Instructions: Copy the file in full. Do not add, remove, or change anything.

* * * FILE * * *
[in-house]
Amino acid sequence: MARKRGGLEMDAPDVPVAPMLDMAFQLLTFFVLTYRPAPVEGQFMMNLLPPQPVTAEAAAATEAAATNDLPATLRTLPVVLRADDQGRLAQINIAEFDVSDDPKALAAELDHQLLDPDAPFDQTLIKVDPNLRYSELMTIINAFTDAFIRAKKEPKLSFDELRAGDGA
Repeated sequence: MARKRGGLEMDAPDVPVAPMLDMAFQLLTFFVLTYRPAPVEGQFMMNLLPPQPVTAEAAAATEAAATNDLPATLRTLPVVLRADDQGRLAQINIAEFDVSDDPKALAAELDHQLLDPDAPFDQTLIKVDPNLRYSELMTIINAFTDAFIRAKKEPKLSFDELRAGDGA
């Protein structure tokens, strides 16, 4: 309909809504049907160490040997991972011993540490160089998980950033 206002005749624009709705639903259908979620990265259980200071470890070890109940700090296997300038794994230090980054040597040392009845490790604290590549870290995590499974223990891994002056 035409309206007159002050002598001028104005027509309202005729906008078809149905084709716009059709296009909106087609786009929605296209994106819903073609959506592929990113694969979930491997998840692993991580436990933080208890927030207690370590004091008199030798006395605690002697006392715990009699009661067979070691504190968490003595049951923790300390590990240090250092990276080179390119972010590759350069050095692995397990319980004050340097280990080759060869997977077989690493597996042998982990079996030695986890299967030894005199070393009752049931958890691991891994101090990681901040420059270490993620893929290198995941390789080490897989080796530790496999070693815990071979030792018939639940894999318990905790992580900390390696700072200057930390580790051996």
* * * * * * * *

[in-house]
Amino acid sequence: MARKRGGLEMDAPDVPVAPMLDMAFQLLTFFVLTYRPAPVEGQFMMNLLPPQPVTAEAAAATEAAATNDLPATLRTLPVVLRADDQGRLAQINIAEFDVSDDPKALAAELDHQLLDPDAPFDQTLIKVDPNLRYSELMTIINAFTDAFIRAKKEPKLSFDELRAGDGA
Repeated sequence: MARKRGGLEMDAPDVPVAPMLDMAFQLLTFFVLTYRPAPVEGQFMMNLLPPQPVTAEAAAATEAAATNDLPATLRTLPVVLRADDQGRLAQINIAEFDVSDDPKALAAELDHQLLDPDAPFDQTLIKVDPNLRYSELMTIINAFTDAFIRAKKEPKLSFDELRAGDGA
């Protein structure tokens, strides 16, 4: 309909809504049907160490040997991972011993540490160089998980950033 206002005749624009709705639903259908979620990265259980200071470890070890109940700090296997300038794994230090980054040597040392009845490790604290590549870290995590499974223990891994002056 035409309206007159002050002598001028104005027509309202005729906008078809149905084709716009059709296009909106087609786009929605296209994106819903073609959506592929990113694969979930491997998840692993991580436990933080208890927030207690370590004091008199030798006395605690002697006392715990009699009661067979070691504190968490003595049951923790300390590990240090250092990276080179390119972010590759350069050095692995397990319980004050340097280990080759060869997977077989690493597996042998982990079996030695986890299967030894005199070393009752049931958890691991891994101090990681901040420059270490993620893929290198995941390789080490897989080796530790496999070693815990071979030792018939639940894999318990905790992580900390390696700072200057930390580790051996």